The expectant radio silence by Buenos Aires officials since Friday was the last indication of what finally happened: the Court upheld the City’s claim from end to end, in a harsh sentence that exposes the political and legal errors that the government committed in its blind bullfighting fury against Horacio Rodríguez Larreta.
Alberto Fernández chose to wear those political blinders three weeks ago, when he signed the DNU 241 inconsistency and pushed a snowball that only grew with the passing of days, during which he enshrined several legal malpractice arguments.
The first and great mistake of an official strategy based on the absolute ignorance of the antecedents and jurisprudence of the Court was having denied the status that the 1994 Constitution attributed to the City of Buenos Aires, endorsed since then in several very important judgments. Not even the resounding fact that two of the five judges of the Court were constituents of that reform it was enough to avoid that path.
The lazy defense of the decree drafted by Carlos Zannini also iHe tried to turn the AMBA into a subject with a legal entity, aggravating this claim with the attempt to get the Court to listen to the province of Buenos Aires regarding the advisability of closing schools … in the City. An inadmissible nonsense for any court whose members have read the Constitution at least in passing.
“The Nation, through a normative sanction, cannot transform into interjurisdictional what, factually and legally, is not. For an activity to be interjurisdictional and, therefore, admit national regulation, it must have a scope, in itself or by its effects, that exceeds the limits of the province in question or the City of Buenos Aires “Carlos Rosenkrantz warned. His colleagues expressed themselves in similar terms.
Other gaffe, which would only have been forgiven with great will by the ministers of the Court: to try to reverse the legal order even prior to the sanction of the Constitution of 1853, according to which “The powers of the provinces are original and indefinite, while those corresponding to the Nation are delegated and defined”, as warned Juan Bautista Alberdi and they remembered Horacio Rosatti and Juan Carlos Maqueda in their vote. Translated: not only is the management of education a provincial authority, but the Nation exercises a “coordinating role” over it by express provincial delegation.
The last skid – also unnecessary – was the abuse of the emergency as a justifying umbrella for arbitrary and disproportionate measures. The four judges agreed on this and argued strongly – remember that Highton did not vote – but it was Rosenkrantz who condensed it best: “the emergency is not a franchise to ignore the current law. The emergency is subject to the law in this country, as it is also a legally regulated situation and it does not imply in any way that any measure that could be represented as effective to address the situation is, for that reason alone, constitutionally admissible. “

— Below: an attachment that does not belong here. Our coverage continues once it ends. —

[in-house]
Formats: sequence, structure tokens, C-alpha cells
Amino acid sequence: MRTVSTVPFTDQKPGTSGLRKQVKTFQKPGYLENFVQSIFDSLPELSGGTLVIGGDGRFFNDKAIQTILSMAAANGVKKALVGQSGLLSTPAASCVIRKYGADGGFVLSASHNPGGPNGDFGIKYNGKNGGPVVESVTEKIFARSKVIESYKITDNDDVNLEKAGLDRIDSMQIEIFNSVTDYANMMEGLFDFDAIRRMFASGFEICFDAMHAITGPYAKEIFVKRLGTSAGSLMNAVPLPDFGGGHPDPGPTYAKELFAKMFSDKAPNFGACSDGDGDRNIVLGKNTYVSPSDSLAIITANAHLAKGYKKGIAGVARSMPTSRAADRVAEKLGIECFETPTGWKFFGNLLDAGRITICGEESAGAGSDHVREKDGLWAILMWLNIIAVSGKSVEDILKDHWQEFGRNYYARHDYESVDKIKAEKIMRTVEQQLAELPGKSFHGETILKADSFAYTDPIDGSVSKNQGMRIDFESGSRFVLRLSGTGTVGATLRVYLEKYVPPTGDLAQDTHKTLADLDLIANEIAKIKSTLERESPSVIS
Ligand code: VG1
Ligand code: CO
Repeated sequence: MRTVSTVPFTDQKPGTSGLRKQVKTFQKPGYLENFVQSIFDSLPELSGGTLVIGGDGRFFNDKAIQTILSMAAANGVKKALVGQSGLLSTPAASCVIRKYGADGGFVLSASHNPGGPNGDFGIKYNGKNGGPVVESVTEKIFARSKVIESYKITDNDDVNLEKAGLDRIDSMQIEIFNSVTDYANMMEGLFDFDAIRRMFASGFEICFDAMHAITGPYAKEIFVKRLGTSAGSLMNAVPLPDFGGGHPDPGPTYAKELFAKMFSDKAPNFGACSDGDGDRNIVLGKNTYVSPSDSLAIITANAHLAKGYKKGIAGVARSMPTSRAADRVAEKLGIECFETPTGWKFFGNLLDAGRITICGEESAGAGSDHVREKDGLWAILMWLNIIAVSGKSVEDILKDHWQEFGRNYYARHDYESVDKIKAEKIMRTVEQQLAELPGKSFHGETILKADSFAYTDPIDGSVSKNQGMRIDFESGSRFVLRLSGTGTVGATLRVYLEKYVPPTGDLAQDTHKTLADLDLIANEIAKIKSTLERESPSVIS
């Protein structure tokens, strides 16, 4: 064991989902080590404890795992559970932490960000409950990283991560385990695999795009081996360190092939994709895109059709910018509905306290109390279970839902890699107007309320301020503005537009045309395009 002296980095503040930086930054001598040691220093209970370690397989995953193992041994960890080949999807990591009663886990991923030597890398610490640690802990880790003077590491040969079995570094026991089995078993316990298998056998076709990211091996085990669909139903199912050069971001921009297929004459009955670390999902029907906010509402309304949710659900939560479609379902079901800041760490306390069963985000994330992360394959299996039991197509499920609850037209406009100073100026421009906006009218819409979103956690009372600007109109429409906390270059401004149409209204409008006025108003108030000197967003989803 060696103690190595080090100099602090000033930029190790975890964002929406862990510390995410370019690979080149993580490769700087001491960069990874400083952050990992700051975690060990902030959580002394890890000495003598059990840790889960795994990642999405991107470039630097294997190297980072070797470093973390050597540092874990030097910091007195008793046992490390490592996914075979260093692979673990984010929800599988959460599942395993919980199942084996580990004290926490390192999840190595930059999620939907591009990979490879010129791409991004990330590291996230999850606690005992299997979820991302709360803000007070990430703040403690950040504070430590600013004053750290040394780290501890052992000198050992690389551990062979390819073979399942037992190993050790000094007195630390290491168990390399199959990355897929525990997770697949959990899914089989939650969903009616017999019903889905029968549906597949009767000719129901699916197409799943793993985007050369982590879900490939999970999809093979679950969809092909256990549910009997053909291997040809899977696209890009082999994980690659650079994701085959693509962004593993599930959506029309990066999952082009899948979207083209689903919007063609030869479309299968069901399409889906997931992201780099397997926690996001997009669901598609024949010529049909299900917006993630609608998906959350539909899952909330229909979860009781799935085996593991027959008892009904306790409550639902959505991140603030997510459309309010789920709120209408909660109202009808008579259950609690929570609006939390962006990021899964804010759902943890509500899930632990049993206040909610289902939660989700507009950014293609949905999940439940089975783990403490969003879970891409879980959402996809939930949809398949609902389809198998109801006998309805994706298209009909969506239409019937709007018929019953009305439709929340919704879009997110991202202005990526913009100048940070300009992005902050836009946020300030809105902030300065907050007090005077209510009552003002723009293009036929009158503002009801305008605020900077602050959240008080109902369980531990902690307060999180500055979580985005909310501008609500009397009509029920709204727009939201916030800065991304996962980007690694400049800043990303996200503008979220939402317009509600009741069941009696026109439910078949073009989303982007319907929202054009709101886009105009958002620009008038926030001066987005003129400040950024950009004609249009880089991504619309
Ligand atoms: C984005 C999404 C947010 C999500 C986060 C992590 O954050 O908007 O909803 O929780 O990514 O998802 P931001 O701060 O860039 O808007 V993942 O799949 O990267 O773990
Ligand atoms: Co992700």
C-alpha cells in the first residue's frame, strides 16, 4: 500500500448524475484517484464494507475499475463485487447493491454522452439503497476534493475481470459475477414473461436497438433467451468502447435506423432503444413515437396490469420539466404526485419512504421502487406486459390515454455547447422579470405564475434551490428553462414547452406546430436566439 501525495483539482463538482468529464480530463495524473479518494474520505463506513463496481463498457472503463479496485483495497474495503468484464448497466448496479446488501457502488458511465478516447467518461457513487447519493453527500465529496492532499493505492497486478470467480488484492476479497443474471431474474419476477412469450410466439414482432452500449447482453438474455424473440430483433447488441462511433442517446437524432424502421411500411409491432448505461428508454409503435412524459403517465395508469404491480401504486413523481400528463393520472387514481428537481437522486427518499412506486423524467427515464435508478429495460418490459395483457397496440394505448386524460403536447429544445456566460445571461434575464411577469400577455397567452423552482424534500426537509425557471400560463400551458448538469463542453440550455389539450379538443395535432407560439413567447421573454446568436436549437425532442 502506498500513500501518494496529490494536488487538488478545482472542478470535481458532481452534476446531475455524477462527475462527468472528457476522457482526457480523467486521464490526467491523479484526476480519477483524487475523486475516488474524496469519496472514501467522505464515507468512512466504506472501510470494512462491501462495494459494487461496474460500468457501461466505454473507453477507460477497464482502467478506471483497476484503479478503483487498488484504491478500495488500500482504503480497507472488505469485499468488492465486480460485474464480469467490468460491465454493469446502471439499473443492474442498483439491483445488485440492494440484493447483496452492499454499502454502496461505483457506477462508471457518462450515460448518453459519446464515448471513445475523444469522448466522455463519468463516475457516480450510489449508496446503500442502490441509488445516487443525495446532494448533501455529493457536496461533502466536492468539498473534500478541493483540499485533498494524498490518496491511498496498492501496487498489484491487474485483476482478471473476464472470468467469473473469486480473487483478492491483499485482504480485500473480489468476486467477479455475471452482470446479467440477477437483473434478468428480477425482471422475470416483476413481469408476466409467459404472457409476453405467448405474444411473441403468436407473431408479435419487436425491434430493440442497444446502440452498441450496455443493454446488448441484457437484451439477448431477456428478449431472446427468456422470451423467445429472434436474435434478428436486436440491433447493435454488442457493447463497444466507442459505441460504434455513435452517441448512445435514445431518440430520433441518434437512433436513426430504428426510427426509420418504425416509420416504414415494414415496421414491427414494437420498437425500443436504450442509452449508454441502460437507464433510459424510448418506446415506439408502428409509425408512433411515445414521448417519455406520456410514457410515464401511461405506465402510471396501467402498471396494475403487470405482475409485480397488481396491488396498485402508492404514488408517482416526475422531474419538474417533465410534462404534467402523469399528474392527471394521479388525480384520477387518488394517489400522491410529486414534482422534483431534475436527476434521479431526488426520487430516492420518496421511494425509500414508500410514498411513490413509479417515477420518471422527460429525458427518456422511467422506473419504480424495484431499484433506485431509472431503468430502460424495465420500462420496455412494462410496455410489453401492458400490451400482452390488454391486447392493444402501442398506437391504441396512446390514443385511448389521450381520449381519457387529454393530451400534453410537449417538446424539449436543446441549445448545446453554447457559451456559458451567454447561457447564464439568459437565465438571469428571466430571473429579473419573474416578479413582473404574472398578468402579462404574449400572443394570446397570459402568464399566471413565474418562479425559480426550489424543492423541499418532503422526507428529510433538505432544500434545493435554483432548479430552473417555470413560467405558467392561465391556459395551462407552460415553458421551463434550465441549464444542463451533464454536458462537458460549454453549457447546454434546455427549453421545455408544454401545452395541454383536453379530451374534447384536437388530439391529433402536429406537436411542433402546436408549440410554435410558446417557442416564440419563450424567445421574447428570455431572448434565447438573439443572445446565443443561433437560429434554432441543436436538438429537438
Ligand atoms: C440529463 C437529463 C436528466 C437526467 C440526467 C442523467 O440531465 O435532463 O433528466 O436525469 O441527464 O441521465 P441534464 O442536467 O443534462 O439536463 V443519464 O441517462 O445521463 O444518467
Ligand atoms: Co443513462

The ruling – which also opens a huge horizon to the rest of the provinces – includes highly inspired votes. Maqueda and Rosatti began theirs by remembering the beginning of “federal loyalty” or “federal good faith”, “according to which, in the harmonious and dual game of competences, the abuse of the competences of one State to the detriment of the others must be avoided.”
That “good faith”, say the judges, translates into “the reciprocal ‘coordination’ and ‘concertation’ between the different levels of government (Nation, Provinces, City of Buenos Aires and municipalities), since these principles constitute the reasonable way to combine the different interests at stake and channel them towards the satisfaction of the common good. ” If that doesn’t happen, the Constitution is clear about who prevails. As long as “Federated constitutional city”, Buenos Aires enjoys the powers of any province, among which “it is up to decide on the ways to promote and ensure the education of its inhabitants.” It could only be tempered by a very well-founded reason, and not on “merely conjectural considerations.”, as Judge Rosenkrantz also understood. Alberto Fernández did not offer it.
Consistent with his story, Ricardo Lorenzetti was who most regretted in his vote the lack of a “constructive dialogue” and coordination between the Nation and the City, which was about to rebuild itself before Fernández ratified his course with a new decree last Friday. But it did not happen. Then, “in accordance with the jurisprudence of this Supreme Court on education, when there is no agreement, it is the responsibility of the Autonomous City of Buenos Aires or the provinces adopt this type of specific decisions. This is clearly defined in the Court’s precedents and also in the legislation. “
The sentence, processed in very summary times while continuing to comply with all the notifications and administrative requirements, is also a recognition to the attorney Eduardo Casal, which in its opinion – worked in 48 hours – listed almost all the arguments that were later used by the four judges. Only the government expected a different result. Or not?
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